Spend a little time among the Brotherhood and there’s a sentiment that real music is a flickering candle that each new generation has a duty to cup, carry and pass on. On this new album, it’s a notion underlined by the raunchy Rock And Roll, whose anecdotal lyric traces the genre’s emergence from its blues and R ‘n’ B roots, namechecking pioneers from Little Richard to Elvis. Stick around for the song’s closing seconds, and you’ll hear Cyril note in a drawled aside that “we do it like they did it back in the day”. He smiles, glad that we noticed: “Years ago, I wrote that song for the Neville Brothers, and unfortunately it didn’t wind up on a record. But luckily, now I get to do it with my Royal Southern Brothers.

“That song is a true story,” he explains. “I was a lucky kid, because I heard all those stories straight from the horse’s mouth. Art Neville, my brother, was the first voice I ever heard coming out of that magic box called the radio. His band, The Hawkettes, was like an institution; it had all these great musicians coming in and out of it. So it was from him that I heard all these stories about those guys. I got an education from someone who was there. That’s what that song is dedicated to. Because those stories should never die.”

No fear of that. The originators may be dead. The old guard may be fading. The TV talent shows and their ghoulish offspring can do their worst. But with Royal Southern Brotherhood around, the bloodline of real music will flow on. “All of that stuff about being a supergroup,” concludes Cyril, “we never thought that. But it’s always felt to us that this is a special band with a special mission, and that is to keep the good stuff alive. This record is world blues. We got something on there that can touch everybody. That was always our intention.”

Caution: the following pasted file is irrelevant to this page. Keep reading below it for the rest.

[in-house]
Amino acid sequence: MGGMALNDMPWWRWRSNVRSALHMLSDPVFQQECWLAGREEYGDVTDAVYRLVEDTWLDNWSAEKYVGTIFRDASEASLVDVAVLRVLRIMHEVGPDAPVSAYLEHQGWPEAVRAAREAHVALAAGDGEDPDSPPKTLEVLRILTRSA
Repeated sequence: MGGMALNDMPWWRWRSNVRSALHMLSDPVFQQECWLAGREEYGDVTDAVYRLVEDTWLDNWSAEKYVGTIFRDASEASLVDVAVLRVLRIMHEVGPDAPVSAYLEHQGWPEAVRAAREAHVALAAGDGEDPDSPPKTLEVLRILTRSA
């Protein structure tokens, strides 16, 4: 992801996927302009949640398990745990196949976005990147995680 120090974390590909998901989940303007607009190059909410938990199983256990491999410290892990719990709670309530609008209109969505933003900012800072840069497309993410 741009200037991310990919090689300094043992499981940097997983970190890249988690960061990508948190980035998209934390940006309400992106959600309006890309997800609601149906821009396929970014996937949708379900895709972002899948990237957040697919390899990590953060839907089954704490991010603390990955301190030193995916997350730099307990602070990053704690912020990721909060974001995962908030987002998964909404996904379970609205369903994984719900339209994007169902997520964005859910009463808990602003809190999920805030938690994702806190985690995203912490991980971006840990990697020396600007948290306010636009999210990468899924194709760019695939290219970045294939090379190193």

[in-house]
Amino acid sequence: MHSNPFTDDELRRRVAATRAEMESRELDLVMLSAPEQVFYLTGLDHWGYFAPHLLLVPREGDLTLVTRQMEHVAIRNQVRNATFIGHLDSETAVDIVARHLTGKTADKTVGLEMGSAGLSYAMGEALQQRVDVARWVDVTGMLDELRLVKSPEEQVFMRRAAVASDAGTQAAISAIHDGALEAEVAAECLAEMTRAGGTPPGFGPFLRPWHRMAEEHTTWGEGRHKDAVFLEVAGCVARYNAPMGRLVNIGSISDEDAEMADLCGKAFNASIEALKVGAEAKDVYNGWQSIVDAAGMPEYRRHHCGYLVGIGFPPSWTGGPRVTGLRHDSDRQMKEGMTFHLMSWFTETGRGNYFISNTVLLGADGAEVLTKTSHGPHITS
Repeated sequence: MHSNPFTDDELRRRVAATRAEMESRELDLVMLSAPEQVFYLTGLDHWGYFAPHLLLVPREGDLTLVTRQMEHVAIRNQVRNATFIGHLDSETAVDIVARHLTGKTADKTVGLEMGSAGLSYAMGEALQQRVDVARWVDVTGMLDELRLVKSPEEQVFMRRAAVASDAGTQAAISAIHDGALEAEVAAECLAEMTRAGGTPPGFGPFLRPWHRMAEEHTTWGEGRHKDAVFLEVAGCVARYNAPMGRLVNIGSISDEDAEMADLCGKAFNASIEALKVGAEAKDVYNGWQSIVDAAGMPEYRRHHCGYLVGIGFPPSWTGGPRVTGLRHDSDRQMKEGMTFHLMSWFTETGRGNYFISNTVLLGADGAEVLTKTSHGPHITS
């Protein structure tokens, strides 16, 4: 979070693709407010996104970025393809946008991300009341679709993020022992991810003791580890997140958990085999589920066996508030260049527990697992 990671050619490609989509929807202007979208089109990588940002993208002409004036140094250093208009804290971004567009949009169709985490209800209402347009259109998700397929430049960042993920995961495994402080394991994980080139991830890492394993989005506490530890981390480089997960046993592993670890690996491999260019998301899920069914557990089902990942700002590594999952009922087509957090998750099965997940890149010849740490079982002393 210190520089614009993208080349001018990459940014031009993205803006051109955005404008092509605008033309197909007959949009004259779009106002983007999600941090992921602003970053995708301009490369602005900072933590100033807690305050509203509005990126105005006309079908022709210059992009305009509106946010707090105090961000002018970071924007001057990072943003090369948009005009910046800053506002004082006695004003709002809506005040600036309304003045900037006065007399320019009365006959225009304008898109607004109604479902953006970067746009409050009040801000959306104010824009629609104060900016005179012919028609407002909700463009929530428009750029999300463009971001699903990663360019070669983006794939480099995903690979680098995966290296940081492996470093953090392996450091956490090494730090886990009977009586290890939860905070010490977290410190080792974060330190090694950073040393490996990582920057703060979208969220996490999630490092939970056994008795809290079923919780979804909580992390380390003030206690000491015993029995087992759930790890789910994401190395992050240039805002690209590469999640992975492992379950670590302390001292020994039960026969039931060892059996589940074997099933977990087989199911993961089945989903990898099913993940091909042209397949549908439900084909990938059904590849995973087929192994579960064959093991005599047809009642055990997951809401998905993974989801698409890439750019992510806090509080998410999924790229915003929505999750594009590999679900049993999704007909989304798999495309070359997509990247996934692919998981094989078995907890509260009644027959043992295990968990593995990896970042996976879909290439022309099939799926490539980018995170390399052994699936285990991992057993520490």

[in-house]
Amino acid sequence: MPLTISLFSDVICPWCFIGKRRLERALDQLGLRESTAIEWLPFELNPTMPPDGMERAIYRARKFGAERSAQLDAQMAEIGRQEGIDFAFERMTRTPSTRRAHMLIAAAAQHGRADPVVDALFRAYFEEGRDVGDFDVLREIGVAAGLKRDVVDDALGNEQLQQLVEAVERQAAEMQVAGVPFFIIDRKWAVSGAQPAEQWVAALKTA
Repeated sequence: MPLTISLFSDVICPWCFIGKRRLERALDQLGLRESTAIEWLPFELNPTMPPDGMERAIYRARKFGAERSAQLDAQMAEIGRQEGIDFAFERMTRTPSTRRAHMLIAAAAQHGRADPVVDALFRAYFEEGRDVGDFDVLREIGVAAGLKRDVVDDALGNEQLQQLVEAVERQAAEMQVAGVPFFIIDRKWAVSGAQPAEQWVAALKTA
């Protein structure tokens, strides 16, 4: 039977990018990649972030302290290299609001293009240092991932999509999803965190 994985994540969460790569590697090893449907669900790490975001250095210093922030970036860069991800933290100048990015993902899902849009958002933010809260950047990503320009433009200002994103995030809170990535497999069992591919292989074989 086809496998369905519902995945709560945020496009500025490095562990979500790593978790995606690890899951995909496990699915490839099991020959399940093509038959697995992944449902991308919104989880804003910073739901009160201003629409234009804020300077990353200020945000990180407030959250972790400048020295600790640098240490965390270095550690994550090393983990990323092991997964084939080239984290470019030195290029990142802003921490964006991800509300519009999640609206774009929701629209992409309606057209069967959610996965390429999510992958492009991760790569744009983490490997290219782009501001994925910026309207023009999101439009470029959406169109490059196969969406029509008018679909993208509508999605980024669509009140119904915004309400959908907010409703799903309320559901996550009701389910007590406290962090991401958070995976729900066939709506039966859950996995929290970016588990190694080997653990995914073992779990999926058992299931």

Mike and Cyril on the magic of the US South…

_ _

Mike: “There’s something in the air. Anywhere in the South of the United States, there are some really great spots for living. It’s got great music and great food, and the people, I would say, are more down-to-earth. Music is much more part of the fabric of life. Music is bred-in. Because historically, people in the South are poor, and poor people would learn to play music on their front porch or in their living room or whatever, because that’s their entertainment. They may not do music professionally, but everybody in the South plays an instrument. They’ve grown up with that culture.”

Cyril: “A lot of these new songs were recorded on our phones and iPads at soundcheck. Somebody will just start off playing a riff – and that’s how it’s done in New Orleans. To a lot of people, New Orleans is the party capital of the world. People come from all over to do things there that you can’t do anywhere else. New Orleans got a reputation for it. You come to see and do and taste things that you can’t see and do and taste anywhere else on the planet. Some place else may claim they make a better gumbo… but I don’t think so! This band started in New Orleans. The first rehearsal sessions to find out if we could write songs together happened in New Orleans. First gig we played was at the Rock ‘N’ Bowl. This year, we finally got a chance to play the Jazz Fest. And the funk is gonna be flyin’…”

HeartSoulBlood is out now on Ruf Records.

Henry Yates

Henry Yates has been a freelance journalist since 2002 and written about music for titles including The Guardian, The Telegraph, NME, Classic Rock, Guitarist, Total Guitar and Metal Hammer. He is the author of Walter Trout's official biography, Rescued From Reality, a music pundit on Times Radio and BBC TV, and an interviewer who has spoken to Brian May, Jimmy Page, Ozzy Osbourne, Ronnie Wood, Dave Grohl, Marilyn Manson, Kiefer Sutherland and many more.